jeudi 14 février 2013

Does Your Job Define You? When There Is Always Something Better To Do



 

In an advanced society with a high standard of living, employment proportions much more than a means to feeding yourself and your family. I have been living in the USA again for the past few months after living in Spain for over 17 years and have noticed a range of attitudes when it comes to the working life. In the USA especially, your job defines you. The professional identity here is such that “what do you do?” is generally the most important and most telling question upon meeting someone.

In Spain this is a much tricker subject given its current economic condition. There is tremendous unemployment right now; it has increased from 7% to 26%, with over 50% unemployment among the younger generation. So when I hold interviews there I find a great deal of people looking for an answer to the above question, looking for something to do.

As I have started interviewing in the USA, however, I find that everyone here also seems to be looking for something to do. This is not because they are not doing anything (for reference, the national unemployment rate here is roughly 8%), but because Americans are always looking for something BETTER to do. They are ambitious and intend to reach the height of their labor potential.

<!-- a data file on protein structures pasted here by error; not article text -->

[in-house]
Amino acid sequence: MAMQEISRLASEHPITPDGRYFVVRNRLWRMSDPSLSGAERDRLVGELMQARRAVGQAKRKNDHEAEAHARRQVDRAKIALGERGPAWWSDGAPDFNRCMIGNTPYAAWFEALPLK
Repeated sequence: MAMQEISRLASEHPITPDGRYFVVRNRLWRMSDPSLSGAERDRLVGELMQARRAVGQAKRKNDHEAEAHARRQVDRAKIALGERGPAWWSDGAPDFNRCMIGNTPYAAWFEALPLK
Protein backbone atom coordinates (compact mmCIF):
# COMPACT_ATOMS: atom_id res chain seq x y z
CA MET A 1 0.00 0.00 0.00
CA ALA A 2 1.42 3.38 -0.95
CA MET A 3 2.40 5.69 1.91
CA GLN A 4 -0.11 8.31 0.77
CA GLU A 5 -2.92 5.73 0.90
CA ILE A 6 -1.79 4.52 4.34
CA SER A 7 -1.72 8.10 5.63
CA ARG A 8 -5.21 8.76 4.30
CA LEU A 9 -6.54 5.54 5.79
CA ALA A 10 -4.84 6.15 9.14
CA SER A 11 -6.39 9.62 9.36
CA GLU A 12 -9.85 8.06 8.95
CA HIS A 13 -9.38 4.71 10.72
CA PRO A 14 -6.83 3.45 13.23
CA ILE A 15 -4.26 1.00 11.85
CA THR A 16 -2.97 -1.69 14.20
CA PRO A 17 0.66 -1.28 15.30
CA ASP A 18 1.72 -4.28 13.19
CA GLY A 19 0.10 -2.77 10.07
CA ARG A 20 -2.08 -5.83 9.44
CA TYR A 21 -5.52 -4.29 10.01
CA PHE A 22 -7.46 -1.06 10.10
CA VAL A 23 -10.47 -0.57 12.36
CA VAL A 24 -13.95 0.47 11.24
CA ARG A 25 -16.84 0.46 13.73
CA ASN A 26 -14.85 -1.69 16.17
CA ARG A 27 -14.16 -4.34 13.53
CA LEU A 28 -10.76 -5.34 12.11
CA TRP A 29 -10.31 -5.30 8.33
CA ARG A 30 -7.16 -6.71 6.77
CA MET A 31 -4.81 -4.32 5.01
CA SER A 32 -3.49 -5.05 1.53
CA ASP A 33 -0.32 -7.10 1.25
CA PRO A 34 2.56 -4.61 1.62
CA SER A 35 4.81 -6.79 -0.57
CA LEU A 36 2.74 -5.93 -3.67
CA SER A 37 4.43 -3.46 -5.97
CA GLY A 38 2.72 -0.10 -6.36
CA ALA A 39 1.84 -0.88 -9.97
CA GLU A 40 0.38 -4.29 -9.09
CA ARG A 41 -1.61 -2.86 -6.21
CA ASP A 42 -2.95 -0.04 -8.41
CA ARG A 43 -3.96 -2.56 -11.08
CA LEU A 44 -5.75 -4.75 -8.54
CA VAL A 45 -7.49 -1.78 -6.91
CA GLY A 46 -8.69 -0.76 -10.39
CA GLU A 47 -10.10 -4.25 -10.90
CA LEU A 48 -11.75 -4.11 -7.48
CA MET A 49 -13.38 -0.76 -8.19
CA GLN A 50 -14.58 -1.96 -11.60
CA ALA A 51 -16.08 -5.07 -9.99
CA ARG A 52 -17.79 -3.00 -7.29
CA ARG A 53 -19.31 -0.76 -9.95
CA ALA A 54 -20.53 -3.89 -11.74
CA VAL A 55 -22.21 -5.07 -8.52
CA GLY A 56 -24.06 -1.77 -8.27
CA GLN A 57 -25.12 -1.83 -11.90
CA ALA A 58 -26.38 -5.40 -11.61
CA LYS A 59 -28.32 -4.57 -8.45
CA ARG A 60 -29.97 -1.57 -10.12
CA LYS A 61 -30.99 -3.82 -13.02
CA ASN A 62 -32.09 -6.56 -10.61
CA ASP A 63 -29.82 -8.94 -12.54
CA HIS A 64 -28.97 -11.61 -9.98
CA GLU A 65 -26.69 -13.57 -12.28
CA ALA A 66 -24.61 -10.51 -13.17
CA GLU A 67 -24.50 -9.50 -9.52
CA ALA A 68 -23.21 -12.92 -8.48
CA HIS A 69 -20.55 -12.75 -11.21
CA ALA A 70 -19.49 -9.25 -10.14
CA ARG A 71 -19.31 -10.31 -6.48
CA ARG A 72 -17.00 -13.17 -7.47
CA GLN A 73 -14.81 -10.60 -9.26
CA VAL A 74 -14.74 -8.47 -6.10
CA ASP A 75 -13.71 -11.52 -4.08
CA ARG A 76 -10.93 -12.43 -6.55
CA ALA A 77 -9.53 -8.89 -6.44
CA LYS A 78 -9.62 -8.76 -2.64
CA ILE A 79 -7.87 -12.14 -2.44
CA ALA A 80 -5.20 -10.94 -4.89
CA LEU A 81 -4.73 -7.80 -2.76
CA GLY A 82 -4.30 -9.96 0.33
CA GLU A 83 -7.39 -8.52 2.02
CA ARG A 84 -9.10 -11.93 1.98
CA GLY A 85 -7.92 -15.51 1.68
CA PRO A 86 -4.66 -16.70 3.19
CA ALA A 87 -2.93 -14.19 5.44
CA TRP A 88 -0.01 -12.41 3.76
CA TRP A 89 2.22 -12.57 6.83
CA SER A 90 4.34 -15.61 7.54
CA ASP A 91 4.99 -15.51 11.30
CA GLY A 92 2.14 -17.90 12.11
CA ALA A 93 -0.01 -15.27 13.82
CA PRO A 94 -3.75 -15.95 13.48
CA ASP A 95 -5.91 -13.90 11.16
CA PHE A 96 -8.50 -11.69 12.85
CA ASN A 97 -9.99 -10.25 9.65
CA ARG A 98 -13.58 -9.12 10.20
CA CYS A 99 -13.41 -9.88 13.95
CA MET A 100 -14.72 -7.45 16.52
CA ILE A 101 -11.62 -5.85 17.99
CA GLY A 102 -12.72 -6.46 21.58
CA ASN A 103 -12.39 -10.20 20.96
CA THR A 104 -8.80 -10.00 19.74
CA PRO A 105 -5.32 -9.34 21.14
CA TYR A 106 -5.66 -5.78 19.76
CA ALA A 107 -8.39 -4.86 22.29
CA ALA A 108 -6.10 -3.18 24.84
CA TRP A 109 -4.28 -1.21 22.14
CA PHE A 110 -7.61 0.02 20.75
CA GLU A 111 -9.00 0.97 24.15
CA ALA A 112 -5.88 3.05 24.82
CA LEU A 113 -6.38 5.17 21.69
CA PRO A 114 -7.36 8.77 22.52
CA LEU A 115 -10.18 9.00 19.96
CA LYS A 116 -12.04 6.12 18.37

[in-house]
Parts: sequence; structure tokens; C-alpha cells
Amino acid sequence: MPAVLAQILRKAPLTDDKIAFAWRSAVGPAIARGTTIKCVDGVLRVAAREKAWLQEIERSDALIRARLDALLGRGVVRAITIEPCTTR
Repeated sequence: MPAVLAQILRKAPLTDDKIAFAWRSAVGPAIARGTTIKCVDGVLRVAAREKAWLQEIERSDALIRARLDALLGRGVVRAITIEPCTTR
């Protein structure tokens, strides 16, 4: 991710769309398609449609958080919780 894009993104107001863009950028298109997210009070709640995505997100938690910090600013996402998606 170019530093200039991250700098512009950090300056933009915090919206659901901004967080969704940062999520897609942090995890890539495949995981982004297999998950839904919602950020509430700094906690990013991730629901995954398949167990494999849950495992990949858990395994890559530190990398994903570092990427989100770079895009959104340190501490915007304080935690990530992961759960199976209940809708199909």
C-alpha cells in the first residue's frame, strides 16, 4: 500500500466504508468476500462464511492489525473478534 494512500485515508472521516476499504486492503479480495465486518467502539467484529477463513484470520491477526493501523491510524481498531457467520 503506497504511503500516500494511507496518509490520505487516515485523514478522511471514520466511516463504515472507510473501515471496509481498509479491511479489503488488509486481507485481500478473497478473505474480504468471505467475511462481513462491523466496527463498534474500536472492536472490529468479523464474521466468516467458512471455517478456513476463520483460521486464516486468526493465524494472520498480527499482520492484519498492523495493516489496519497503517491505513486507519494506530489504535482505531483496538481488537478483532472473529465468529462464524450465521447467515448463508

The good news about this behavior is that it makes for a more efficient labor market. An employee moves voluntarily often to maximize their labor value, perhaps to allocate their skills more effectively. Perhaps they are worried about the opportunity cost of not reaching for something higher, wondering: am worth more than I currently earn? Am I missing out on the “experience of a lifetime”?
The bad news is that it also accounts for a lot of unhappiness, both at work and in other realms of life. People here wonder not only if they could have a better job, but also if they could be eating at a better restaurant, or hanging out with better people, or even having a better boyfriend/girlfriend, or a better spouse, or sadly sometimes even better children. This quest for excellence can take a high emotional toll. In the pursuit of happiness, insatiable ambition isn’t the fastest route.

Change is good, improvement is good, competition is good, but being happy with what you have is frequently better.

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